af·​fec·​ta·​tion ˌa-ˌfek-ˈtā-shən How to pronounce affectation (audio)
: speech or conduct not natural to oneself : an unnatural form of behavior meant especially to impress others
His French accent is just an affectation.
: the act of taking on or displaying an attitude or mode of behavior not natural to oneself or not genuinely felt
speaking honestly without affectation
mocked his piety as affectation
obsolete : a striving after

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Affectation and Affection

Affectation looks a lot like a much more common word, affection. But the two are used very differently.

The more familiar word, affection, in modern use means "a feeling of liking and caring for someone or something," as in "They show their dog a lot of affection."

Affectation, on the other hand, refers to a form of behavior that's unnatural to the person engaging in it, and that is meant to impress other people. A phony accent someone uses to sound more sophisticated, for example, can be considered an affectation, as can pretending to know all about some obscure band in order to seem cool.

The words don't have much in common in their use, but their similarity in appearance is not coincidence. Both have to do with one of the trickiest words in the language: affect.

Affect is one of the most frequently looked-up words in the dictionary, primarily because of its regular confusion with effect. The short rationale that you often hear when it comes to distinguishing the two is that effect is usually a noun and affect is a verb. The breakdown isn't all that simple, however, and what makes things even more confusing is that there are two verb entries for affect.

One affect entry is for the sense meaning "to produce an effect upon (someone)" or "to act upon (a person, a person's mind or feelings, etc.) so as to effect a response." This is the sense that connects to affection, as in "We were affected by the young woman's heartfelt speech." Being affected by something in this way doesn't necessarily result in affection, but it can.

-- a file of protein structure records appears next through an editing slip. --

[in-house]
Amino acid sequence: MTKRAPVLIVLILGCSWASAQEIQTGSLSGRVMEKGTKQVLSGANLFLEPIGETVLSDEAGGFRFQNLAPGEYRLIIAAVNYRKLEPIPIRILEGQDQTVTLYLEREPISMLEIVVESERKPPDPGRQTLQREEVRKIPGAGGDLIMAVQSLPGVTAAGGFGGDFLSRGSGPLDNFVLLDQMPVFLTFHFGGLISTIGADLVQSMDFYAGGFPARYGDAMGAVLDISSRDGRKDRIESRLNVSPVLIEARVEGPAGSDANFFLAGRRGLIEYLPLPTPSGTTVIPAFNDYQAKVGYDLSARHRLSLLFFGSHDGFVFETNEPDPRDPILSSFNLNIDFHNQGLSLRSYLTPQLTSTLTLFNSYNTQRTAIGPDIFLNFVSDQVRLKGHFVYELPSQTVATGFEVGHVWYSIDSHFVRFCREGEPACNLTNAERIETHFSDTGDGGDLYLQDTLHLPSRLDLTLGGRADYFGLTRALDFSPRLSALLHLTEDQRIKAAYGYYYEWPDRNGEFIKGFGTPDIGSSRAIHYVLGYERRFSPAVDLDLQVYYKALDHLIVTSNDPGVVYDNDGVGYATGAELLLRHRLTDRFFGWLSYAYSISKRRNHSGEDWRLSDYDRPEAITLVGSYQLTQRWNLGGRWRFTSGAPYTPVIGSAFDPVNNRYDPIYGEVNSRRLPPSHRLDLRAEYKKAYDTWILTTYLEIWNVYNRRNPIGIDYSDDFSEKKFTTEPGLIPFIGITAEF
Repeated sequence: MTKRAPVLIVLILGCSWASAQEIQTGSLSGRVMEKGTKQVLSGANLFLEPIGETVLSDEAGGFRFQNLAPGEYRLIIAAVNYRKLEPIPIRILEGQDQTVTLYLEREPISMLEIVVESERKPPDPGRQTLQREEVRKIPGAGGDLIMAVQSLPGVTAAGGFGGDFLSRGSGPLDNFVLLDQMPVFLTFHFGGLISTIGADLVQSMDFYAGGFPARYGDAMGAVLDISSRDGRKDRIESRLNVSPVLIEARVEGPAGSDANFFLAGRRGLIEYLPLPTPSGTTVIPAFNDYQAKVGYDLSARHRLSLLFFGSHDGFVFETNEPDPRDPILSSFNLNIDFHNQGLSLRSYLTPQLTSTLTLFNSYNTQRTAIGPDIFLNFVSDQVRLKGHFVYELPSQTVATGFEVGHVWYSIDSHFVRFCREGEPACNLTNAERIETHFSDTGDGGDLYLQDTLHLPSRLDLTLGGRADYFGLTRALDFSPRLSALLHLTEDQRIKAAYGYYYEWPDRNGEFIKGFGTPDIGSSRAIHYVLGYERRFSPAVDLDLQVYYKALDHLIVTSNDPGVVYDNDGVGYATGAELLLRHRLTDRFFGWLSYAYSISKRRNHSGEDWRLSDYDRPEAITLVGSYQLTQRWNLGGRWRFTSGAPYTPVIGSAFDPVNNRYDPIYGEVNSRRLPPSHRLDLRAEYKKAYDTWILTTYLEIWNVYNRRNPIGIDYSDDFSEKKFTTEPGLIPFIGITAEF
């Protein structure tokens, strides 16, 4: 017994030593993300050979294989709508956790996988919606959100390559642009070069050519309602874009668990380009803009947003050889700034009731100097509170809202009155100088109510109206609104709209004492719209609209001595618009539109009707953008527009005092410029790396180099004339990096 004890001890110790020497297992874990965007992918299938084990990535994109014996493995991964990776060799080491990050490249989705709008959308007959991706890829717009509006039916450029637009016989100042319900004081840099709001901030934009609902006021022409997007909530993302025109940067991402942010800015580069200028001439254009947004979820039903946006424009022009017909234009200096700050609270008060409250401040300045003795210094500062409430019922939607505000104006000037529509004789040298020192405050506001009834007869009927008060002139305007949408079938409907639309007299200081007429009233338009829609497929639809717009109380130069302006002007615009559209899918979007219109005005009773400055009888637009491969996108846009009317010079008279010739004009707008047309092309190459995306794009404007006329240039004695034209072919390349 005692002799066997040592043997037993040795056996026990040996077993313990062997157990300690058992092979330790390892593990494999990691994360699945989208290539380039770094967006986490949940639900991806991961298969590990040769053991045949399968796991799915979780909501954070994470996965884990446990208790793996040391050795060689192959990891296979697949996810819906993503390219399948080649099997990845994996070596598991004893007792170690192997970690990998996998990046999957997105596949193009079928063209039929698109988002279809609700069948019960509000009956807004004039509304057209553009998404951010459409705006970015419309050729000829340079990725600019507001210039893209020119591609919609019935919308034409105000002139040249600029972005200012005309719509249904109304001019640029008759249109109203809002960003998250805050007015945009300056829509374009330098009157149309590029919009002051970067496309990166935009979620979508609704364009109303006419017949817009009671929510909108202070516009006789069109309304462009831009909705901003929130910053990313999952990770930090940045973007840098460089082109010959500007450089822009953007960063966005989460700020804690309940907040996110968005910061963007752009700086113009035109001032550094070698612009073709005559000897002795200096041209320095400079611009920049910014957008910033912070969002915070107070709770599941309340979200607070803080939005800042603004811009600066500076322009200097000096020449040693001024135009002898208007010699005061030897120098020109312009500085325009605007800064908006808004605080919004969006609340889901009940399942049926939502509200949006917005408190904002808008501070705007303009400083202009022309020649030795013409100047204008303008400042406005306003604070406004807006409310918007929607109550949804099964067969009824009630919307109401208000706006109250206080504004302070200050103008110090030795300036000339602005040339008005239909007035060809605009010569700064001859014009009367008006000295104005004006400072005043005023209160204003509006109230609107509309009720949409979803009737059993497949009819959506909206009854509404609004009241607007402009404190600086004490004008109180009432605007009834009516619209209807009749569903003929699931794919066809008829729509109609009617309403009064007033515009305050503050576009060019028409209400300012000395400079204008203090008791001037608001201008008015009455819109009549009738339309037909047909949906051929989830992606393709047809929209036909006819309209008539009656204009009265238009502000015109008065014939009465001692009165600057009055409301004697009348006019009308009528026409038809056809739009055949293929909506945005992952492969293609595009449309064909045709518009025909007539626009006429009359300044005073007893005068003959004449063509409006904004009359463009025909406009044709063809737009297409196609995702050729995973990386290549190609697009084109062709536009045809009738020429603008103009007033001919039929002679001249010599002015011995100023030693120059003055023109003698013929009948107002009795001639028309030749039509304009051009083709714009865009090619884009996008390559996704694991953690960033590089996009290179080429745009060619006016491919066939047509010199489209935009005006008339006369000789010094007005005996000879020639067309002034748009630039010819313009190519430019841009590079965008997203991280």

The other verb affect is defined as "to make a display of liking or using : cultivate" or "to put a pretense on : feign." It is used when talking about things like styles or mannerisms, as in "He affected a British accent and tweedy look after reading nothing but Sherlock Holmes stories for months on end."

The two verbs affect took different etymological paths from the same origin. The "put on a pretense" sense of affect derives via Middle English and Anglo-French from the Latin affectāre, meaning "to try to accomplish, strive after, pretend to have." Affectāre is a derivative of afficere, which means "to produce an effect on, exert an influence on"; the affect related to affection is from a variant of afficere.

Choose the Right Synonym for affectation

pose, air, airs, affectation, mannerism mean an adopted way of speaking or behaving.

pose implies an attitude deliberately assumed in order to impress others.

her shyness was just a pose

air may suggest natural acquirement through environment or way of life.

a traveler's sophisticated air

airs always implies artificiality and pretentiousness.

snobbish airs